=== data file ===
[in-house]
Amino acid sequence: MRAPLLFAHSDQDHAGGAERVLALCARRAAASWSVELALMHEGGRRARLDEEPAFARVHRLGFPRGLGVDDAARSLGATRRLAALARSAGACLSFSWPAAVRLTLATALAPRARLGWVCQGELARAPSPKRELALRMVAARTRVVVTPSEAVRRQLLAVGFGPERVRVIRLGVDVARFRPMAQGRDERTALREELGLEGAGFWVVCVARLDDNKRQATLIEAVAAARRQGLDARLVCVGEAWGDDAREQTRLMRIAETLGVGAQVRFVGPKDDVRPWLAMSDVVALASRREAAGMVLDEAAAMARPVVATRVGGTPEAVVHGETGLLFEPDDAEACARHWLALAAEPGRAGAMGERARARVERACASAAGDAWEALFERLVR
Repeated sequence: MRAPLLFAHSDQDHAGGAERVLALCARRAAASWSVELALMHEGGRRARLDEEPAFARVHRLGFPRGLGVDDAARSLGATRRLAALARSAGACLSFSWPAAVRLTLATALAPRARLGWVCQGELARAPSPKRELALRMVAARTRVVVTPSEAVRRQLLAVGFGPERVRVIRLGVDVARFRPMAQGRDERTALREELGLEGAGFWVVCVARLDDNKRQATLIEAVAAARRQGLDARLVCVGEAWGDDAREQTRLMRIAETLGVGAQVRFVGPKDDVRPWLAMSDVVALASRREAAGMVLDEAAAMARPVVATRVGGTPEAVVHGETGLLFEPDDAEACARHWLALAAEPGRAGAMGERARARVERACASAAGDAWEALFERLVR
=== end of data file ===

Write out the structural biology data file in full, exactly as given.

[in-house]
Amino acid sequence: MRAPLLFAHSDQDHAGGAERVLALCARRAAASWSVELALMHEGGRRARLDEEPAFARVHRLGFPRGLGVDDAARSLGATRRLAALARSAGACLSFSWPAAVRLTLATALAPRARLGWVCQGELARAPSPKRELALRMVAARTRVVVTPSEAVRRQLLAVGFGPERVRVIRLGVDVARFRPMAQGRDERTALREELGLEGAGFWVVCVARLDDNKRQATLIEAVAAARRQGLDARLVCVGEAWGDDAREQTRLMRIAETLGVGAQVRFVGPKDDVRPWLAMSDVVALASRREAAGMVLDEAAAMARPVVATRVGGTPEAVVHGETGLLFEPDDAEACARHWLALAAEPGRAGAMGERARARVERACASAAGDAWEALFERLVR
Repeated sequence: MRAPLLFAHSDQDHAGGAERVLALCARRAAASWSVELALMHEGGRRARLDEEPAFARVHRLGFPRGLGVDDAARSLGATRRLAALARSAGACLSFSWPAAVRLTLATALAPRARLGWVCQGELARAPSPKRELALRMVAARTRVVVTPSEAVRRQLLAVGFGPERVRVIRLGVDVARFRPMAQGRDERTALREELGLEGAGFWVVCVARLDDNKRQATLIEAVAAARRQGLDARLVCVGEAWGDDAREQTRLMRIAETLGVGAQVRFVGPKDDVRPWLAMSDVVALASRREAAGMVLDEAAAMARPVVATRVGGTPEAVVHGETGLLFEPDDAEACARHWLALAAEPGRAGAMGERARARVERACASAAGDAWEALFERLVR